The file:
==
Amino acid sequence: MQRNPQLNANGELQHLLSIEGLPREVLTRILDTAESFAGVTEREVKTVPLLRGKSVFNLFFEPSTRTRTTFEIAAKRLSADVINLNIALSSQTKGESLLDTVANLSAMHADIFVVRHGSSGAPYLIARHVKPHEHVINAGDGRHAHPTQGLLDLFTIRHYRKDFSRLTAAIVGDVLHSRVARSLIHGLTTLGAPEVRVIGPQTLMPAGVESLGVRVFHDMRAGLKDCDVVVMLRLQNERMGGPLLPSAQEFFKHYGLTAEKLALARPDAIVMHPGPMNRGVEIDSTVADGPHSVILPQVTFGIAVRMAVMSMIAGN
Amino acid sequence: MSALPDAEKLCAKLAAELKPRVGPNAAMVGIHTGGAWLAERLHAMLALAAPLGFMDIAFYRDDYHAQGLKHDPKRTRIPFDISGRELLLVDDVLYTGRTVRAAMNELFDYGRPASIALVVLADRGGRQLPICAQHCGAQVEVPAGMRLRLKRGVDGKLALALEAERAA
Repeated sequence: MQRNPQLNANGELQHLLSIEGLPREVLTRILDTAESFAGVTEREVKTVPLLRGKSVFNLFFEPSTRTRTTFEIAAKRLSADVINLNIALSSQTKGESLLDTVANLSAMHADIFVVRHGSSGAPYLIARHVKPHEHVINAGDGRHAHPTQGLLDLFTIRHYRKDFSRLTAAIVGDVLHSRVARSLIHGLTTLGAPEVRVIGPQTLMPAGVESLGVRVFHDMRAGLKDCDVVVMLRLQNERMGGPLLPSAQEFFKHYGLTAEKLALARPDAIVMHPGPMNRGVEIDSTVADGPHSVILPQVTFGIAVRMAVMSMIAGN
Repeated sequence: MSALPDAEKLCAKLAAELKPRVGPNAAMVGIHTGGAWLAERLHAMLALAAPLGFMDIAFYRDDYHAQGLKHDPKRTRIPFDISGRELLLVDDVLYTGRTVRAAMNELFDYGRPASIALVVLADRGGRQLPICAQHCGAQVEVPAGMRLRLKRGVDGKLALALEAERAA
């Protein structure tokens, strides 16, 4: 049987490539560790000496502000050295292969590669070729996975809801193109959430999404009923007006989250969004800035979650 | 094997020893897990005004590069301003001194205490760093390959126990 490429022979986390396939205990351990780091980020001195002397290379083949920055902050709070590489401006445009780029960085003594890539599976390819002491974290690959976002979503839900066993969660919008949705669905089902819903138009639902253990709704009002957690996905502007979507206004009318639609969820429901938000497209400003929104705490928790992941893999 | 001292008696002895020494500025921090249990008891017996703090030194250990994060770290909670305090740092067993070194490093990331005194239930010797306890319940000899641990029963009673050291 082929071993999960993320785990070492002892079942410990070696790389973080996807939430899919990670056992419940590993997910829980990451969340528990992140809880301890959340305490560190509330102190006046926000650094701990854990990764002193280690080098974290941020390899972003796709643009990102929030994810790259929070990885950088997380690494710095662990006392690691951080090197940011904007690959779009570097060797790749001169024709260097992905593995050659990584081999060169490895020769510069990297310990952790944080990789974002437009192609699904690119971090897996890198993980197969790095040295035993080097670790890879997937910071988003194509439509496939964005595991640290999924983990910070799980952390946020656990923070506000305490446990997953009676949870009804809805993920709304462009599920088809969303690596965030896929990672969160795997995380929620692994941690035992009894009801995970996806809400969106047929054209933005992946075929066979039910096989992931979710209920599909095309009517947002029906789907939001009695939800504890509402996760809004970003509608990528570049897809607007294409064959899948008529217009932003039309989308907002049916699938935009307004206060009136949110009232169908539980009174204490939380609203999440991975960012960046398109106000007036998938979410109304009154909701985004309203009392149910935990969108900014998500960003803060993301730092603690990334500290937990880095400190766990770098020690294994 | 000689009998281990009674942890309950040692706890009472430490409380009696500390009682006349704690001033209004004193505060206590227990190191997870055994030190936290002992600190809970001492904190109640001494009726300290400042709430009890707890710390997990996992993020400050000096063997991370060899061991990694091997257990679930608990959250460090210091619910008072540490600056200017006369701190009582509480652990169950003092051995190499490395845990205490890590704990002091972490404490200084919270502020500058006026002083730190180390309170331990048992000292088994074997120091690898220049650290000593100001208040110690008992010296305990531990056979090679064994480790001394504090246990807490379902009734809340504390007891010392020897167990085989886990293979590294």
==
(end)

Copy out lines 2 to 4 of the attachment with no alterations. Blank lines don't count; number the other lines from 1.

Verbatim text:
Amino acid sequence: MSALPDAEKLCAKLAAELKPRVGPNAAMVGIHTGGAWLAERLHAMLALAAPLGFMDIAFYRDDYHAQGLKHDPKRTRIPFDISGRELLLVDDVLYTGRTVRAAMNELFDYGRPASIALVVLADRGGRQLPICAQHCGAQVEVPAGMRLRLKRGVDGKLALALEAERAA
Repeated sequence: MQRNPQLNANGELQHLLSIEGLPREVLTRILDTAESFAGVTEREVKTVPLLRGKSVFNLFFEPSTRTRTTFEIAAKRLSADVINLNIALSSQTKGESLLDTVANLSAMHADIFVVRHGSSGAPYLIARHVKPHEHVINAGDGRHAHPTQGLLDLFTIRHYRKDFSRLTAAIVGDVLHSRVARSLIHGLTTLGAPEVRVIGPQTLMPAGVESLGVRVFHDMRAGLKDCDVVVMLRLQNERMGGPLLPSAQEFFKHYGLTAEKLALARPDAIVMHPGPMNRGVEIDSTVADGPHSVILPQVTFGIAVRMAVMSMIAGN
Repeated sequence: MSALPDAEKLCAKLAAELKPRVGPNAAMVGIHTGGAWLAERLHAMLALAAPLGFMDIAFYRDDYHAQGLKHDPKRTRIPFDISGRELLLVDDVLYTGRTVRAAMNELFDYGRPASIALVVLADRGGRQLPICAQHCGAQVEVPAGMRLRLKRGVDGKLALALEAERAA